>> Monday, February 8, 2010
On Sunday, my husband and I took a stroll along a section of the Erie Canal path that we had never walked before. It's a stretch not too far from our house, but I guess just far enough that we'd never walked there. It was a cloudy, gray, cold day, and there wasn't much wildlife out and about (aside from snowmobilers). The tracks in the snow were hard to read because the snow was so fluffy. So, instead of reading traces of wildlife and wood, we wound up reading the impressions left behind by humans instead.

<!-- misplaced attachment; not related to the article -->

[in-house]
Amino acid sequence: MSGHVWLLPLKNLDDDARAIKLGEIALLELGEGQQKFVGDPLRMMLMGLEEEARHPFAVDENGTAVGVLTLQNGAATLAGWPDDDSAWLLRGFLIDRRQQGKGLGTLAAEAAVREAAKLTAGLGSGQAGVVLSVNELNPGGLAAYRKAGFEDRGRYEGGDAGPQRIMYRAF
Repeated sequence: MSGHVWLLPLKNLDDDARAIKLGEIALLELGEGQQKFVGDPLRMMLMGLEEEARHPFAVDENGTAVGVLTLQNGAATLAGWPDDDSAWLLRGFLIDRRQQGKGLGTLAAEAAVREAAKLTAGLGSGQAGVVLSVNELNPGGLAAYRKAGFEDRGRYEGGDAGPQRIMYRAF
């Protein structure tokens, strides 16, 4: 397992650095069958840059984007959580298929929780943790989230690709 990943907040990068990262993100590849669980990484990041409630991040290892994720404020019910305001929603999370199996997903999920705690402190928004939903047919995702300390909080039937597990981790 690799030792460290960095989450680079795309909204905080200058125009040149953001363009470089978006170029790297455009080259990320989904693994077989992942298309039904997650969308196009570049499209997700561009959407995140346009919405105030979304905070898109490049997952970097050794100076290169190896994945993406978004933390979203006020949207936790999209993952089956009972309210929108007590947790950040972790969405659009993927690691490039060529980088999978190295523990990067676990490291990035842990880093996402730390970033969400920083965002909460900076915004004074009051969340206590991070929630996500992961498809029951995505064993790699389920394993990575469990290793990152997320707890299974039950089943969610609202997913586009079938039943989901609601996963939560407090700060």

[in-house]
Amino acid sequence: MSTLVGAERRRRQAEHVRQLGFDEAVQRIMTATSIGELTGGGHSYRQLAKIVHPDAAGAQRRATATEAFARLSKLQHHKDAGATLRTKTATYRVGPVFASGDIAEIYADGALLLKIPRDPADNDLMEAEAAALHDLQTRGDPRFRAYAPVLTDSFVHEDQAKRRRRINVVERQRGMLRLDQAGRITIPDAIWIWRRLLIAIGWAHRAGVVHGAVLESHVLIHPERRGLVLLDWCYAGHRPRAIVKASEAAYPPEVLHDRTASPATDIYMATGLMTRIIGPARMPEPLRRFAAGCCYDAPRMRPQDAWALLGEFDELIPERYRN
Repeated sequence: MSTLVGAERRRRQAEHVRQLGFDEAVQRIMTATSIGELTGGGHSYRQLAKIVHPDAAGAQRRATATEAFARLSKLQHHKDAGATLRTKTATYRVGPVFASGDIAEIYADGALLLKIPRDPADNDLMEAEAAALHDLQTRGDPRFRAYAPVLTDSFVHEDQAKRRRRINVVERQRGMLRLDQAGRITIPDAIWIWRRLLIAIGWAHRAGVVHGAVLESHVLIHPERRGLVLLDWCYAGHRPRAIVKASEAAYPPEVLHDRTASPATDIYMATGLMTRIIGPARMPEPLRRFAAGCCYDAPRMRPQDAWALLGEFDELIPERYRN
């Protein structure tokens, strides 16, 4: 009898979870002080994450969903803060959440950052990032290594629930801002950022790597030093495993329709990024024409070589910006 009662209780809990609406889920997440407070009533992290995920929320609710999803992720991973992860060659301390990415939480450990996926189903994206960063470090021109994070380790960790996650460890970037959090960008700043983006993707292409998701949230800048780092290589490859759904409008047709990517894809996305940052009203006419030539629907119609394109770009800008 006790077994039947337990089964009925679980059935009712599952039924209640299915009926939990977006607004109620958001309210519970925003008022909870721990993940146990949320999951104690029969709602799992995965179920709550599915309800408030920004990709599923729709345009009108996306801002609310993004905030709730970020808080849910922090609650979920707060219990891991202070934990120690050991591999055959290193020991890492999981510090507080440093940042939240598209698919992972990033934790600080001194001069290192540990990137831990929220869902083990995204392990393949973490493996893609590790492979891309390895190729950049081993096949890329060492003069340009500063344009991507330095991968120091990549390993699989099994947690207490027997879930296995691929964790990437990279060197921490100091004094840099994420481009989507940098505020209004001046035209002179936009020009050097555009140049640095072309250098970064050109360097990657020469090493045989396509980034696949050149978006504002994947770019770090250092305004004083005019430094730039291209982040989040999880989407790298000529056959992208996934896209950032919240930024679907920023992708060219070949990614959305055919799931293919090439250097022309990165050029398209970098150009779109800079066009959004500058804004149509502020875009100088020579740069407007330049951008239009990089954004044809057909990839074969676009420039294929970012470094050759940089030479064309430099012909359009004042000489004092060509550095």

The length of the Erie Canal must be filled with old houses and industrial buildings, abandoned when the Canal stopped being the major thoroughfare across the state.
To my delight, the aqueduct has recently been reconstructed, as much as possible using historically accurate materials and methods. The canal now lies smooth and full across the aqueduct.
Anyway, poking through ruins generally got me thinking about the traces we humans leave behind. Tomorrow I'll put up another post reflecting on the sometimes very fine line between human construction and nature, and the way we humans tend to look at our own history as reflected by what we build.